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It has become a very prominent trend to make films out of existing texts. Thanks to this trend we have a multitude of Shakespearian-styled films like 10 Things I Hate About You (based on The Taming of the Shrew), O (based on Othello), She’s The Man (based on The Twelfth Night) and even the dreaded Twilight (which loosely interprets Romeo and Juliet). Additionally, classic literary pieces like The Scarlet Letter and Pride and Prejudice are respectively interpreted in recent films like Easy A and Bridget Jones’s Diary. The fact that so many of the stories we believe to be “new” have in fact derived from already existing stories truly demonstrates Barthes’ assertion that “the Text is experienced only in an activity of production. It follows that the Text cannot stop [on a library shelf]; its constitutive movement is that of cutting across [several works].” (157)
One of my favorite examples of how the text is able to continue its movement through society and culture is the movie Clueless, which is a loose take on Jane Austen’s book, Emma. Although I was never a huge fan of the book, when I learned that Clueless was based on Emma, I was fascinated with finding examples of as many direct homages to the original text version of in the movie adaptation as I could. This fascination demonstrates Bakhtin’s comments on how “there is neither a first nor a last word and there are no limits to dialogic context…even past meanings can never be stable – they will always change (be renewed) in the process of subsequent, future development of the dialogue.” (Speech Genres, 170)
Going further with Bakhtin’s theories, the viewers of this movie who had previous knowledge of the book’s adaptation, as well as viewers who were unaware of this association could probably view the film with a similar feeling of predictability. In this sense, viewers would expect a certain outcome due to previous exposure to words and communication exchanges. As Bakhtin mentions, “a ‘word’ is …always already embedded in a history of expressions by others in a chain of ongoing cultural and political moments.”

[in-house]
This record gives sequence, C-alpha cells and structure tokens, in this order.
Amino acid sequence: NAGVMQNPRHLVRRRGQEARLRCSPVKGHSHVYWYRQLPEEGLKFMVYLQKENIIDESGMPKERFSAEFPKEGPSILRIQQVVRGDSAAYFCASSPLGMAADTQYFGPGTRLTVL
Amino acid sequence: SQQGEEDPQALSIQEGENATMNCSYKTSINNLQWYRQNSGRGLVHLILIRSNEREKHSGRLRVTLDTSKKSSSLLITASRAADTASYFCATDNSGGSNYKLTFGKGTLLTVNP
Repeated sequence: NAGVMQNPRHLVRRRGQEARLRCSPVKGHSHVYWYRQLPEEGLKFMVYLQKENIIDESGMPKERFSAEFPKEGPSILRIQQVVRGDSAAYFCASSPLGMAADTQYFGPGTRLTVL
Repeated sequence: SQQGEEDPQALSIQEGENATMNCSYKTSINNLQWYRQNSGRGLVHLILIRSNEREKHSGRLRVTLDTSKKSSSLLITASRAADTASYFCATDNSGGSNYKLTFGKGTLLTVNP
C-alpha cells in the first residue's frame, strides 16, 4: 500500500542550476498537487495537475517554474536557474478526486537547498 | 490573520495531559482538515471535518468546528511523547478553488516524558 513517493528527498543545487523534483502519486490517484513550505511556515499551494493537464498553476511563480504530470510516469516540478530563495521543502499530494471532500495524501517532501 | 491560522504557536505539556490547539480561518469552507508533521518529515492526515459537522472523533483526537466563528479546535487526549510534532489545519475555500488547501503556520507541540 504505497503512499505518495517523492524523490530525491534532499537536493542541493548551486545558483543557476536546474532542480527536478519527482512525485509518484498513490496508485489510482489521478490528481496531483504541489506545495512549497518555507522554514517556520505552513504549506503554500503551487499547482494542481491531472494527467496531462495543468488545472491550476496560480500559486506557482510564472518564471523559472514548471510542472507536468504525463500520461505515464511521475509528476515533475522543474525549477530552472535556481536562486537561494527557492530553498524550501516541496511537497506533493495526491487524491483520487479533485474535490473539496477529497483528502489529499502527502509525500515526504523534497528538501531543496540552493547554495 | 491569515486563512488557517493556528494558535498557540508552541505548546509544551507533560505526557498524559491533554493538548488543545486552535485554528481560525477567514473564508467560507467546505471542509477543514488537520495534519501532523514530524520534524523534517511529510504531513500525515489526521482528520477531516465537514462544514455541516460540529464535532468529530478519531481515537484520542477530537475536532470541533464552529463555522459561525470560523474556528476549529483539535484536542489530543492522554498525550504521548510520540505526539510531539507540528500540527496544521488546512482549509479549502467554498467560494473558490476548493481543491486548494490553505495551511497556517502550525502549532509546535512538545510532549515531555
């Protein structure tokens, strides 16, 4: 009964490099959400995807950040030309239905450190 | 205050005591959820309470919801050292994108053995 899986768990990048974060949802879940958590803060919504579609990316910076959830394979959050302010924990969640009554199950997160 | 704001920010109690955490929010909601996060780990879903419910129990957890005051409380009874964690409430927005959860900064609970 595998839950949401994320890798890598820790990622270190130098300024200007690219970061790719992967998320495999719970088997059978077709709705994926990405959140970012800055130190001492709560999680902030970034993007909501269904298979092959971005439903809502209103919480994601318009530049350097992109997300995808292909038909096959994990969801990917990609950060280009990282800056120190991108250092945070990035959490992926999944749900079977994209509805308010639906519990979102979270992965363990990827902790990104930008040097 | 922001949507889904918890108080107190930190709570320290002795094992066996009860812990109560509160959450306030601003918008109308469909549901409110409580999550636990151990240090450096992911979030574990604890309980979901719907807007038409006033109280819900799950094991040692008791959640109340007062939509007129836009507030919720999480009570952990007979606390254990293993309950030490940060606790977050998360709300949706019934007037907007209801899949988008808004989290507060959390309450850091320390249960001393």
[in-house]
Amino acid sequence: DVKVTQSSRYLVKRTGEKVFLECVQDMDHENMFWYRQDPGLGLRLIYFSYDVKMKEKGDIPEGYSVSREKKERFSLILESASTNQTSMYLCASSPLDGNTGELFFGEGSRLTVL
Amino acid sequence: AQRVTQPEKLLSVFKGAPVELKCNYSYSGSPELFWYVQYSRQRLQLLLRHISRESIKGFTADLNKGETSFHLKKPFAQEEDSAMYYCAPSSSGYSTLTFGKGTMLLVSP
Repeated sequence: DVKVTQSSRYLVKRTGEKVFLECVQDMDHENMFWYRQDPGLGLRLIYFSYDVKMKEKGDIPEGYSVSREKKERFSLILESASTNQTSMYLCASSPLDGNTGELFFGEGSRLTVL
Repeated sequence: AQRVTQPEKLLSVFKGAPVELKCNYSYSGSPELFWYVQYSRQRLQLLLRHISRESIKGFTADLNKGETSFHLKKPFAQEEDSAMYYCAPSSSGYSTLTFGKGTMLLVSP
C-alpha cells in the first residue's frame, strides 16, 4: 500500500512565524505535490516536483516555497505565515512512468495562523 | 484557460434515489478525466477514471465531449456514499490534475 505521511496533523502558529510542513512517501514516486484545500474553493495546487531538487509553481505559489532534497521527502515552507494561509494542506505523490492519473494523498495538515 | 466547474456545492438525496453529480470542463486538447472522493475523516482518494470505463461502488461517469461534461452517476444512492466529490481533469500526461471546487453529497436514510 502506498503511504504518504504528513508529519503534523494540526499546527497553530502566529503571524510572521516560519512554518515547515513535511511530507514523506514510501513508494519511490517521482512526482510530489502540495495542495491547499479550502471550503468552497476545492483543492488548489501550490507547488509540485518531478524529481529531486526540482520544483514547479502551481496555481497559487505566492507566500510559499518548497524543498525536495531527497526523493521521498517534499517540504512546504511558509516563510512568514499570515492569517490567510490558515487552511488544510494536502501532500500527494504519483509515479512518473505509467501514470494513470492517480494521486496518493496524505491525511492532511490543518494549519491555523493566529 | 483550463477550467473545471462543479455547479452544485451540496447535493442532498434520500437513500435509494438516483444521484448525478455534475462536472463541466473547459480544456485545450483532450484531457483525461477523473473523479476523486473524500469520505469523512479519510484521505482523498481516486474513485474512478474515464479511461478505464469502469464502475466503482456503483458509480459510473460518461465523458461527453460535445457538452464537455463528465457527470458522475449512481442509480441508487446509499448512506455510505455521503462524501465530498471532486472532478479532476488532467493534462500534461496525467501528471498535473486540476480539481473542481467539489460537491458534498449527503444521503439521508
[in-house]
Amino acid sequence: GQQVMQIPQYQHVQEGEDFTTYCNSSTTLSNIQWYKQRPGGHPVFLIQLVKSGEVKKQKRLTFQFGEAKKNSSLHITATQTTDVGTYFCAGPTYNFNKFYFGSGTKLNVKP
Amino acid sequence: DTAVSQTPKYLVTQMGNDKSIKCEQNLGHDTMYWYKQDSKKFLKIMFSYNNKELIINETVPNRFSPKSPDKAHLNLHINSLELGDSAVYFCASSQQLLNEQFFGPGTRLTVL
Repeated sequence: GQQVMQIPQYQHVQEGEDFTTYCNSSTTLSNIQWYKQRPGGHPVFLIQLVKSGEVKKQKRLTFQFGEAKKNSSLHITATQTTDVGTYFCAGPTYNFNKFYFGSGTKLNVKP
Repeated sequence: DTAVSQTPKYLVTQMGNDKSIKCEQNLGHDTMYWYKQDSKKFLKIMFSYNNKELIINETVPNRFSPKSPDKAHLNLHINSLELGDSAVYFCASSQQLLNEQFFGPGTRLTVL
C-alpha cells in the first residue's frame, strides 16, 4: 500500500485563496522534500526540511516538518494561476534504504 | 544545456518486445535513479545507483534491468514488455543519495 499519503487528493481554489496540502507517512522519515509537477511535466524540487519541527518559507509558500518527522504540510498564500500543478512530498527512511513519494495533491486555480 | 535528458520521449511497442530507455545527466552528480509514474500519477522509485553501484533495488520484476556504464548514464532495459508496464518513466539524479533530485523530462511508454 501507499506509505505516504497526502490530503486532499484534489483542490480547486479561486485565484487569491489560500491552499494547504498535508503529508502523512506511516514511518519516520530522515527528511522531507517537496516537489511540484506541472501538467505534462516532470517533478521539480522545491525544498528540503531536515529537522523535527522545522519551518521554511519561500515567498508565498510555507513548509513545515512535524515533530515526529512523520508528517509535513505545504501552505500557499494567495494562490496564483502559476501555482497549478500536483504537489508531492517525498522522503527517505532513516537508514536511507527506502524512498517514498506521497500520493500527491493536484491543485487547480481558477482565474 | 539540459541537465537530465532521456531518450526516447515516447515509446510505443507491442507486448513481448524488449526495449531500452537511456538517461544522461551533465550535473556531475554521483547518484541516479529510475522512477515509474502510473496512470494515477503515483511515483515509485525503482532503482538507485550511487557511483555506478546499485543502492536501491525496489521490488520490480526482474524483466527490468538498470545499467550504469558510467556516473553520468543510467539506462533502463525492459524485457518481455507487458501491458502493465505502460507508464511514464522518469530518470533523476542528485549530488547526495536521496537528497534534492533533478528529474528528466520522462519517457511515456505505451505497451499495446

There have been two other film versions of Emma that preceeded Clueless, both of these versions were said to be more direct versions of the book since the plot was set in the same time frame and had the same characters and scenes. Some people would say these versions were more “accurate” interpretations of Emma than Clueless, bringing up the issue of the ‘degrees of intertextuality’ as mentioned by Daniel Chandler. Chandler concludes that intertextuality is not a contract between the author and those who move the text beyond the scope of the original text, but instead the degrees of intertextual relevance should be more based on reflexive properties that allow viewers to relate the new work to the old. When put this way, Clueless could be just as much of an accurate intertextual example as the films that directly interpreted Emma, showing just how far intertextuality can stretch in our culture.
Roland Barthes, “From Work to Text” (1971; trans. 1977; excerpt from Image, Music, Text).
Mikhail Bakhtin: Key Theory from his major writings (On Dialogism, Heteroglossia, Polyphony).
Daniel Chandler, “Intertextuality.”